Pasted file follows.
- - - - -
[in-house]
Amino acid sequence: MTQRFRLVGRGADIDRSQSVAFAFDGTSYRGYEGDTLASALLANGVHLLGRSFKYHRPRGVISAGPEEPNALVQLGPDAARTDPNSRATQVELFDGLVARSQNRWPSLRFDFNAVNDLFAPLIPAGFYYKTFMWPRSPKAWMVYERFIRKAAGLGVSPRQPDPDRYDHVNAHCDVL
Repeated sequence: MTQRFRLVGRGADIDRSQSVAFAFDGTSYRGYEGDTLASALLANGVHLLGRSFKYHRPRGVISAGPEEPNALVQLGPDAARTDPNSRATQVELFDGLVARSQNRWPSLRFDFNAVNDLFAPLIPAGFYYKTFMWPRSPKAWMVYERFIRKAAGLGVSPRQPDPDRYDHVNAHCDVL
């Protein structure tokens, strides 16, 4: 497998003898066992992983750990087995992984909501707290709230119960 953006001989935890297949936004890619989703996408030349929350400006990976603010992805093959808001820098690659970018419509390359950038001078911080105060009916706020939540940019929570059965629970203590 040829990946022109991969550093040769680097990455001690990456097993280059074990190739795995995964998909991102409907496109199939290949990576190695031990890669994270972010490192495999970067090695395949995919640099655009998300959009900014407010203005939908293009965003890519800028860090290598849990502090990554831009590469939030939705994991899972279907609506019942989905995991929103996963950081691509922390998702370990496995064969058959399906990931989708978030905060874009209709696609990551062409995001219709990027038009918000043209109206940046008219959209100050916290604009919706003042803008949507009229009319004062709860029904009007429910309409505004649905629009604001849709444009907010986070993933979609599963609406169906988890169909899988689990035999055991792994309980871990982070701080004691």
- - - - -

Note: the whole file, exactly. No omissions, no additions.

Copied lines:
[in-house]
Amino acid sequence: MTQRFRLVGRGADIDRSQSVAFAFDGTSYRGYEGDTLASALLANGVHLLGRSFKYHRPRGVISAGPEEPNALVQLGPDAARTDPNSRATQVELFDGLVARSQNRWPSLRFDFNAVNDLFAPLIPAGFYYKTFMWPRSPKAWMVYERFIRKAAGLGVSPRQPDPDRYDHVNAHCDVL
Repeated sequence: MTQRFRLVGRGADIDRSQSVAFAFDGTSYRGYEGDTLASALLANGVHLLGRSFKYHRPRGVISAGPEEPNALVQLGPDAARTDPNSRATQVELFDGLVARSQNRWPSLRFDFNAVNDLFAPLIPAGFYYKTFMWPRSPKAWMVYERFIRKAAGLGVSPRQPDPDRYDHVNAHCDVL
């Protein structure tokens, strides 16, 4: 497998003898066992992983750990087995992984909501707290709230119960 953006001989935890297949936004890619989703996408030349929350400006990976603010992805093959808001820098690659970018419509390359950038001078911080105060009916706020939540940019929570059965629970203590 040829990946022109991969550093040769680097990455001690990456097993280059074990190739795995995964998909991102409907496109199939290949990576190695031990890669994270972010490192495999970067090695395949995919640099655009998300959009900014407010203005939908293009965003890519800028860090290598849990502090990554831009590469939030939705994991899972279907609506019942989905995991929103996963950081691509922390998702370990496995064969058959399906990931989708978030905060874009209709696609990551062409995001219709990027038009918000043209109206940046008219959209100050916290604009919706003042803008949507009229009319004062709860029904009007429910309409505004649905629009604001849709444009907010986070993933979609599963609406169906988890169909899988689990035999055991792994309980871990982070701080004691």